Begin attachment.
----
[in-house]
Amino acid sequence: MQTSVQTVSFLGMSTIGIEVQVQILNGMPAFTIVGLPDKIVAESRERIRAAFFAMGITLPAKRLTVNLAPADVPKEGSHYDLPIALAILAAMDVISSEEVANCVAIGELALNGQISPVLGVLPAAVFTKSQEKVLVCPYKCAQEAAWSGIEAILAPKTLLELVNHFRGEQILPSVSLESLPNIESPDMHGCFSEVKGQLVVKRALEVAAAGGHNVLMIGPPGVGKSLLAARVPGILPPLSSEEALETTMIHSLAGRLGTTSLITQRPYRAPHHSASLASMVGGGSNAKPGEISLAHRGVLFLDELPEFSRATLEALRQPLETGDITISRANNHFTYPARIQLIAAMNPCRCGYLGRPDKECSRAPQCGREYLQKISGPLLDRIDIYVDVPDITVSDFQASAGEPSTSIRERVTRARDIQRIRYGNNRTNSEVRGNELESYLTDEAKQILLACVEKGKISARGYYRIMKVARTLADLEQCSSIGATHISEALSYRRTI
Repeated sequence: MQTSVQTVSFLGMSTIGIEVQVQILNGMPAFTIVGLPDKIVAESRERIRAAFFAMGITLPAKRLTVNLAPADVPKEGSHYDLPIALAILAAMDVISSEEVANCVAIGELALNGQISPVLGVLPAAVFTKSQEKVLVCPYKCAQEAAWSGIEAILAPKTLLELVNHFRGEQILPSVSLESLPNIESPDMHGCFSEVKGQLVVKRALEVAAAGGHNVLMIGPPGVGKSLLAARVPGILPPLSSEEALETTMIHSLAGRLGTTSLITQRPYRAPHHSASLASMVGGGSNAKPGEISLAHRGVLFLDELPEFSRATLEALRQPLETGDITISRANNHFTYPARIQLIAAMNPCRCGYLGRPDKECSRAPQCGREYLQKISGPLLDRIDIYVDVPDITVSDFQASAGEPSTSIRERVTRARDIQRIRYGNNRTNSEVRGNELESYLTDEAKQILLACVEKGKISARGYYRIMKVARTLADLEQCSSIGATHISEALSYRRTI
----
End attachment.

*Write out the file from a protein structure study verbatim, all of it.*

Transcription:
[in-house]
Amino acid sequence: MQTSVQTVSFLGMSTIGIEVQVQILNGMPAFTIVGLPDKIVAESRERIRAAFFAMGITLPAKRLTVNLAPADVPKEGSHYDLPIALAILAAMDVISSEEVANCVAIGELALNGQISPVLGVLPAAVFTKSQEKVLVCPYKCAQEAAWSGIEAILAPKTLLELVNHFRGEQILPSVSLESLPNIESPDMHGCFSEVKGQLVVKRALEVAAAGGHNVLMIGPPGVGKSLLAARVPGILPPLSSEEALETTMIHSLAGRLGTTSLITQRPYRAPHHSASLASMVGGGSNAKPGEISLAHRGVLFLDELPEFSRATLEALRQPLETGDITISRANNHFTYPARIQLIAAMNPCRCGYLGRPDKECSRAPQCGREYLQKISGPLLDRIDIYVDVPDITVSDFQASAGEPSTSIRERVTRARDIQRIRYGNNRTNSEVRGNELESYLTDEAKQILLACVEKGKISARGYYRIMKVARTLADLEQCSSIGATHISEALSYRRTI
Repeated sequence: MQTSVQTVSFLGMSTIGIEVQVQILNGMPAFTIVGLPDKIVAESRERIRAAFFAMGITLPAKRLTVNLAPADVPKEGSHYDLPIALAILAAMDVISSEEVANCVAIGELALNGQISPVLGVLPAAVFTKSQEKVLVCPYKCAQEAAWSGIEAILAPKTLLELVNHFRGEQILPSVSLESLPNIESPDMHGCFSEVKGQLVVKRALEVAAAGGHNVLMIGPPGVGKSLLAARVPGILPPLSSEEALETTMIHSLAGRLGTTSLITQRPYRAPHHSASLASMVGGGSNAKPGEISLAHRGVLFLDELPEFSRATLEALRQPLETGDITISRANNHFTYPARIQLIAAMNPCRCGYLGRPDKECSRAPQCGREYLQKISGPLLDRIDIYVDVPDITVSDFQASAGEPSTSIRERVTRARDIQRIRYGNNRTNSEVRGNELESYLTDEAKQILLACVEKGKISARGYYRIMKVARTLADLEQCSSIGATHISEALSYRRTI